When the crew moored in the Australian Fremantle, it was a moment when, according to Edwards, millions of jaws «sagged around the world».

We'll be back by now. In front of us is Edwards with nine other sailors; the scene is New York's Central Park, or rather the famous Loeb Boathouse. Ten women, six nationalities. The programme is intense: after a couple of gin and tonic glasses we head to the Landmark Cinema where the premiere of Maiden, a documentary directed by Alex Holmes, is in preparation. And the next day we go to Long Island, where Dawn Riley - the only American woman with Maiden - works. There, in Oyster Bay, she has her own training fleet.

«Swimming and barbecues with friends - what could be better?» - Angela Heath, an Irishman and former school sailor from Maiden.

At times like this, you want to remember the past - and this company will certainly have something to remember. The merry pioneers of the sea are beginning to remember, which prompted them to respond to the call of Edwards. The Englishman Sarah Davies was in the army at the time, and could not not answer the advertisement in the publication Yachts & Yachting.

«It was written very simply: "Need: Women Sailors." Well, that was me!»

Mikaela von Koskull, a helmsman from Finland, was a radio specialist on a merchant ship. She couldn't ignore that chance either.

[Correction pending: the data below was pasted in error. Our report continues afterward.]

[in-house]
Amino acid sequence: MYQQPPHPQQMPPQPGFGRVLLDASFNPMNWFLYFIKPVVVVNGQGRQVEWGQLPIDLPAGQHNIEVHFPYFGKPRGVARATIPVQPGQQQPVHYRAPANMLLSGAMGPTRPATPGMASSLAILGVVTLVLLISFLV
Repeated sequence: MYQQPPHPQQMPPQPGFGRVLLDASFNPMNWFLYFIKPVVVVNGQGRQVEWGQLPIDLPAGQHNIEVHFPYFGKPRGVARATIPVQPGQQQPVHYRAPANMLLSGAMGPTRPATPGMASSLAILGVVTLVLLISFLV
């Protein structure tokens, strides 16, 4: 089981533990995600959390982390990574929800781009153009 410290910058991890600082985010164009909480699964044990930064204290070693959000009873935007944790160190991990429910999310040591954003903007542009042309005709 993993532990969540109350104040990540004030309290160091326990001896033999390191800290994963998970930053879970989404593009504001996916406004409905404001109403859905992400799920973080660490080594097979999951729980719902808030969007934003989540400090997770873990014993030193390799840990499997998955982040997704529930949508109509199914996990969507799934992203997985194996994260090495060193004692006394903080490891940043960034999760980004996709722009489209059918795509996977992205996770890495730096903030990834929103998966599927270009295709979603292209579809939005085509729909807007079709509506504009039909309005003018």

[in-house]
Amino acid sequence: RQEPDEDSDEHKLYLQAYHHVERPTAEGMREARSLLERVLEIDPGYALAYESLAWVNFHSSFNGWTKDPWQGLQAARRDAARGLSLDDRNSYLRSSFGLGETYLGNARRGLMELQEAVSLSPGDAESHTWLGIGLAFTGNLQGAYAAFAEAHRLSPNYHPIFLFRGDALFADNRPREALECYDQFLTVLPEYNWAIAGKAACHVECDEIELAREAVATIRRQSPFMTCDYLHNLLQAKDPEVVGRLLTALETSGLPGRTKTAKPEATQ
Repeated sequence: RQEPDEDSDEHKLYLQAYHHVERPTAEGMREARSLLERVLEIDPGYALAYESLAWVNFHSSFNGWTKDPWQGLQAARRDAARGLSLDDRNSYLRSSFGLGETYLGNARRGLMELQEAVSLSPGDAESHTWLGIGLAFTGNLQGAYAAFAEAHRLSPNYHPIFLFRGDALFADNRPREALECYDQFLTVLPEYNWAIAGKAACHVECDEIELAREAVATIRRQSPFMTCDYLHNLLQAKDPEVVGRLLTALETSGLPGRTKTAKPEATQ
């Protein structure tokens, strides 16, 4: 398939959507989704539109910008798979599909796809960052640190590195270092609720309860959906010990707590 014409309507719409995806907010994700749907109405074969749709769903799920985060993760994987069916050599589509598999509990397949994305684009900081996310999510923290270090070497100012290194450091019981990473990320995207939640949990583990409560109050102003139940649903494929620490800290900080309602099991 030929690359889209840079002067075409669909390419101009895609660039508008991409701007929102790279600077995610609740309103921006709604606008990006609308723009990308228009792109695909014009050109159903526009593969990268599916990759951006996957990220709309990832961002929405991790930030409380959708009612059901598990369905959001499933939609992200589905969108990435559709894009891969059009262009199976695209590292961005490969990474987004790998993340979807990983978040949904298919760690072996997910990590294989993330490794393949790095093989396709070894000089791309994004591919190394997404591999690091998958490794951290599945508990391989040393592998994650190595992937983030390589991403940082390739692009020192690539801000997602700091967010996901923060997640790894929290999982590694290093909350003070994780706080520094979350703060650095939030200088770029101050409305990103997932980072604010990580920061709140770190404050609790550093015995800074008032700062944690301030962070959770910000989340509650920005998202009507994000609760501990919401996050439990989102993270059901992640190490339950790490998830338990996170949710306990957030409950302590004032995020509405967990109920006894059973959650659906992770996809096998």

«I thought, damn it, I'm going to Whitbread!»

Pleasant memories are replaced by sad memories: women remember perfectly well the sexism of that time. For example, the Guardian newspaper called them «port babies», which, of course, was offensive.

«When we arrived in New Zealand, the reporter added: "It's not just a port babe, it's a very smart and fast port babe." It was a pleasure, until we noticed that the word "babyah" hadn't gone anywhere»," recalls Edwards.

After emptying their glasses, the women walked to the Conservatory Water Pond, where kids love to launch radio-controlled sailing yacht models. They wouldn't mind trying it themselves: armed with a couple of mini yachts and consoles, the sailors quickly assembled their own regatta. There were screams of joy and horror: «I'm stuck," Davis yelled. - It's a disaster," Davis said.»

Edwards philosophizes next to me: «When you need the wind, it's never there. The undeniable truth of sailing».

Heath notices that the same thing happened in the equatorial zone of dormancy. «Then we just took off our clothes. You can't»do that here," says her colleague.

At this point, it becomes clear that the impromptu regatta will end prematurely - as once predicted by enemies. «All right, time to wrap this up. I'm making an administrative decision: now I'm captain»again," says Edwards. Everybody goes to their hotel - orders are orders.

In 2014 Edwards launched a crowdfunding campaign to buy Maiden, which the last owner left rusting on the banks of the Seychelles. As a result, Princess Haya bint al-Hussein, daughter of King Hussein, paid for the transport of the boat to England as well as its restoration. Now the resurrected boat is taking part in a round-the-world charity tour. On board, of course, only women. Edwards is looking forward to the reunion: «Now she's somewhere between New Zealand and Hawaii. She'll be in New York in July next year».

Translated by Denis Koshelev.